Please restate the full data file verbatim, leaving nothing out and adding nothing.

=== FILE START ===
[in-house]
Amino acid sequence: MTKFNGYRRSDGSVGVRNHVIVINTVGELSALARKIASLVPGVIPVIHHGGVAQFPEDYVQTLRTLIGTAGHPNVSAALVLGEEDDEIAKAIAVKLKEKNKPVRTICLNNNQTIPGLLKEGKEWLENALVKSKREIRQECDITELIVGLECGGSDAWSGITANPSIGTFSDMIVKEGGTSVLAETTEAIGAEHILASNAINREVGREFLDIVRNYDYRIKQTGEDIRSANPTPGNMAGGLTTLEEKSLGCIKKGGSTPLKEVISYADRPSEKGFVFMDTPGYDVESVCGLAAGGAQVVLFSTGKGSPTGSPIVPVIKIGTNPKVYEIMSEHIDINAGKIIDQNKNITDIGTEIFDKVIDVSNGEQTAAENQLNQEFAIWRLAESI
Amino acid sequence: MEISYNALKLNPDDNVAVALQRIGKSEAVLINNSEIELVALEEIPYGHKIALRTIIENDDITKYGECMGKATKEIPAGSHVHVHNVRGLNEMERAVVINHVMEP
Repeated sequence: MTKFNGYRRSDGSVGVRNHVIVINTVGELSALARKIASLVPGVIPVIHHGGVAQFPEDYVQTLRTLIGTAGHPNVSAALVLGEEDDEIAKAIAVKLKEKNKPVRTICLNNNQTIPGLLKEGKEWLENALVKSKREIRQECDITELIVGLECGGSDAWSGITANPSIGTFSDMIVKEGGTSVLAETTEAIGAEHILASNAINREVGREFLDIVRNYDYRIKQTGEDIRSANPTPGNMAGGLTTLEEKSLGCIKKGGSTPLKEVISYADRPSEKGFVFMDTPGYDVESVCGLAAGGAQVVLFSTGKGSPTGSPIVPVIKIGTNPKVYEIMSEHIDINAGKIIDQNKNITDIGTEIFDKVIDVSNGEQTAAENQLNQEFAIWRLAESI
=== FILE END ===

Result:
[in-house]
Amino acid sequence: MTKFNGYRRSDGSVGVRNHVIVINTVGELSALARKIASLVPGVIPVIHHGGVAQFPEDYVQTLRTLIGTAGHPNVSAALVLGEEDDEIAKAIAVKLKEKNKPVRTICLNNNQTIPGLLKEGKEWLENALVKSKREIRQECDITELIVGLECGGSDAWSGITANPSIGTFSDMIVKEGGTSVLAETTEAIGAEHILASNAINREVGREFLDIVRNYDYRIKQTGEDIRSANPTPGNMAGGLTTLEEKSLGCIKKGGSTPLKEVISYADRPSEKGFVFMDTPGYDVESVCGLAAGGAQVVLFSTGKGSPTGSPIVPVIKIGTNPKVYEIMSEHIDINAGKIIDQNKNITDIGTEIFDKVIDVSNGEQTAAENQLNQEFAIWRLAESI
Amino acid sequence: MEISYNALKLNPDDNVAVALQRIGKSEAVLINNSEIELVALEEIPYGHKIALRTIIENDDITKYGECMGKATKEIPAGSHVHVHNVRGLNEMERAVVINHVMEP
Repeated sequence: MTKFNGYRRSDGSVGVRNHVIVINTVGELSALARKIASLVPGVIPVIHHGGVAQFPEDYVQTLRTLIGTAGHPNVSAALVLGEEDDEIAKAIAVKLKEKNKPVRTICLNNNQTIPGLLKEGKEWLENALVKSKREIRQECDITELIVGLECGGSDAWSGITANPSIGTFSDMIVKEGGTSVLAETTEAIGAEHILASNAINREVGREFLDIVRNYDYRIKQTGEDIRSANPTPGNMAGGLTTLEEKSLGCIKKGGSTPLKEVISYADRPSEKGFVFMDTPGYDVESVCGLAAGGAQVVLFSTGKGSPTGSPIVPVIKIGTNPKVYEIMSEHIDINAGKIIDQNKNITDIGTEIFDKVIDVSNGEQTAAENQLNQEFAIWRLAESI